Like most of those who regularly visit this site, I was taken aback when I read that The New York Times and The Washington Post were enlisting their readers to sift through the tens of thousands of e-mails sent by Sarah Palin in her capacity as Governor of the State of Alaska. Like them, I am amused that what has emerged from this overhyped investigation is a picture of a hard-working, relatively modest, decent young woman trying to do the right thing in a very demanding job. But there is something more to what the editors of the Times and Post have done that deserves extended comment.
I propose that we all step back from the event and ask ourselves what is the larger significance of this ridiculous event. It is, after all, unprecedented in recent times, and it bespeaks a certain desperation and, let me add, folly on the part of our most pretentious (if not distinguished) newspapers. Bear with me. It may take a paragraph or two to explain.
Some years ago – in December, 2002, to be precise – I published a piece in The National Interest entitled An Inky Wretch. Its subject was Marchamont Nedham, the world’s first renowned journalist. Nedham was a remarkable character, He started out in the 1640s, writing for, then editing a weekly newspaper supportive of England’s parliament in the English Civil War. He proved to be too radical for those whose side he was defending, and he was for a time thrown in the klink. When he was released, Nedham switched sides and wrote on behalf of Charles I, then, after his execution, for the deceased king’s eldest son, the prince of Wales: the man who, when crowned, would be known to the world as Charles II. Nedham was eventually arrested and once again jailed, and to secure his freedom he switched sides a second time and began writing on behalf of England’s regicide republic and, when times changed, on behalf of Oliver Cromwell.
What was striking about Nedham was not just his flexibility (which was in and of itself astonishing), but the fact that, no matter which side he was on, he dominated the formation of public opinion in England. In short, the man had talent – talent of a sort rarely seen – and he was always ready to defend his side. He was anything but nonpartisan. But – and here is the kicker – he understood how to make himself indispensable. I devoted four chapters to him in my book Against Throne and Altar: Machiavelli and Political Theory under the English Republic. I could have done a whole lot more.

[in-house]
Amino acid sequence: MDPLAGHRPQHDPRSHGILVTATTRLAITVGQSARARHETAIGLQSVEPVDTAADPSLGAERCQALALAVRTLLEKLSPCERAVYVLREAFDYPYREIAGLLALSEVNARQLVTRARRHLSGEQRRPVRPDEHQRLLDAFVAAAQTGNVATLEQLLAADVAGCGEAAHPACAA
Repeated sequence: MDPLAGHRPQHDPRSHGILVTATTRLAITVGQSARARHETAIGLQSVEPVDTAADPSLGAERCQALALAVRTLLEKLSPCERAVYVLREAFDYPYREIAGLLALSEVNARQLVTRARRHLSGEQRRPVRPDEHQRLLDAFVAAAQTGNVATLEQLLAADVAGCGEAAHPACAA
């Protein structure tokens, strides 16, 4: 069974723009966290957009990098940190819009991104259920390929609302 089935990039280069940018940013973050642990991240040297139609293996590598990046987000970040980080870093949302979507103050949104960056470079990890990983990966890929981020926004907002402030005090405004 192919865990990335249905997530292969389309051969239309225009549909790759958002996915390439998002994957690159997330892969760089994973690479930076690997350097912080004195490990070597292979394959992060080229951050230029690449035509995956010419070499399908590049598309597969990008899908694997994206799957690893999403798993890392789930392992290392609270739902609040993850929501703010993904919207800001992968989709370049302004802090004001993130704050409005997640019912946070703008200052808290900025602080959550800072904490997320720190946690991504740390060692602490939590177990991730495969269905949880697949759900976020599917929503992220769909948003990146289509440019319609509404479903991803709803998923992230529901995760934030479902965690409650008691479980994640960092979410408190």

The piece for The National Interest I prefaced with a brief discussion of the current condition of The New York Times, which was, in my opinion, not good at all. I did not criticize the Gray Lady under the leadership of Howell Raines for being partisan. I denied the very “existence of a golden age” when the old dame “actually lived up to her motto: ‘All the News That’s Fit to Print.’ As I put it,
New Yorkers of a certain age have for decades rolled their eyes when they glanced at the upper left-hand corner of the Times’ front page. In its own bailiwick, the Times has never been above making the most of the peccadilloes of those to whom it is opposed, and over the years it has consistently relegated scandals involving its favorites to the back pages, if not to the executive editor’s circular file.
In any case, we should be neither surprised nor shocked to discover that what styles itself as a newspaper of record is and has always been partisan. After all, at its very inception, the newspaper was a product of fierce partisanship. Indeed, one must justly wonder whether serious journalism could be sustained in the absence of partisan strife. Our interest in knowing is quite often inspired by our inclination to take sides, and the desire to inform and the desire to instruct are virtually inseparable. That is why there is not now, never has been, and never will be a nonpartisan press.
The point of my preface was that “there is a difference . . . between competent and intelligent partisanship” of the sort exemplified by Nedham “and the less sustainable sort . . . lately seen at the Times.” I did not argue that it was “journalistic integrity or partisanship” that distinguished Nedham from Howell Raines. It was “a question of competence.” Raines was a buffoon.